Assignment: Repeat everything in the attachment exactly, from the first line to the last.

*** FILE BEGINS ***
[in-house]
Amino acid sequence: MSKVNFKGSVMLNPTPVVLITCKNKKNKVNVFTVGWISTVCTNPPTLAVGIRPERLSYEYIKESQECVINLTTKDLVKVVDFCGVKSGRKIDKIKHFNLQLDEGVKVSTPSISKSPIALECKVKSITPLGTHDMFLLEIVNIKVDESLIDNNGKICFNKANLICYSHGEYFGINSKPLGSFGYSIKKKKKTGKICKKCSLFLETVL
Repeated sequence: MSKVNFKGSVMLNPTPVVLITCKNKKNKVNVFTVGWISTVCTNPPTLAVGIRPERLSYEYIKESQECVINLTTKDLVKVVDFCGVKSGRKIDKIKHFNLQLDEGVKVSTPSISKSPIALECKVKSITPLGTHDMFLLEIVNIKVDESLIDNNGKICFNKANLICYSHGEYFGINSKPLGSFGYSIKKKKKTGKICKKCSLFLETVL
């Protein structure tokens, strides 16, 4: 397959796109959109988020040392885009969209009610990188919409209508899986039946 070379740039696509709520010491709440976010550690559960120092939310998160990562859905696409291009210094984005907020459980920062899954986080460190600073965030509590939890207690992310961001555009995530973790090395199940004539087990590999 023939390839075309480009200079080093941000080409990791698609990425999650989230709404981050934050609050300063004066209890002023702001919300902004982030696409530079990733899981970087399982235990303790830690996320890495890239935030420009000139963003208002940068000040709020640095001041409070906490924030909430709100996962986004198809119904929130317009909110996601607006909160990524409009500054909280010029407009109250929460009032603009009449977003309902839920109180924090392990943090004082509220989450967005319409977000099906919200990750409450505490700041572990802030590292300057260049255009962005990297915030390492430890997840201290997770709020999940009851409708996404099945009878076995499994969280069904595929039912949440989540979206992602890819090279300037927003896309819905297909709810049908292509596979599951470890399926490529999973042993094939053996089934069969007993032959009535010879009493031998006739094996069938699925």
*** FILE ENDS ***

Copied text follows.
[in-house]
Amino acid sequence: MSKVNFKGSVMLNPTPVVLITCKNKKNKVNVFTVGWISTVCTNPPTLAVGIRPERLSYEYIKESQECVINLTTKDLVKVVDFCGVKSGRKIDKIKHFNLQLDEGVKVSTPSISKSPIALECKVKSITPLGTHDMFLLEIVNIKVDESLIDNNGKICFNKANLICYSHGEYFGINSKPLGSFGYSIKKKKKTGKICKKCSLFLETVL
Repeated sequence: MSKVNFKGSVMLNPTPVVLITCKNKKNKVNVFTVGWISTVCTNPPTLAVGIRPERLSYEYIKESQECVINLTTKDLVKVVDFCGVKSGRKIDKIKHFNLQLDEGVKVSTPSISKSPIALECKVKSITPLGTHDMFLLEIVNIKVDESLIDNNGKICFNKANLICYSHGEYFGINSKPLGSFGYSIKKKKKTGKICKKCSLFLETVL
């Protein structure tokens, strides 16, 4: 397959796109959109988020040392885009969209009610990188919409209508899986039946 070379740039696509709520010491709440976010550690559960120092939310998160990562859905696409291009210094984005907020459980920062899954986080460190600073965030509590939890207690992310961001555009995530973790090395199940004539087990590999 023939390839075309480009200079080093941000080409990791698609990425999650989230709404981050934050609050300063004066209890002023702001919300902004982030696409530079990733899981970087399982235990303790830690996320890495890239935030420009000139963003208002940068000040709020640095001041409070906490924030909430709100996962986004198809119904929130317009909110996601607006909160990524409009500054909280010029407009109250929460009032603009009449977003309902839920109180924090392990943090004082509220989450967005319409977000099906919200990750409450505490700041572990802030590292300057260049255009962005990297915030390492430890997840201290997770709020999940009851409708996404099945009878076995499994969280069904595929039912949440989540979206992602890819090279300037927003896309819905297909709810049908292509596979599951470890399926490529999973042993094939053996089934069969007993032959009535010879009493031998006739094996069938699925």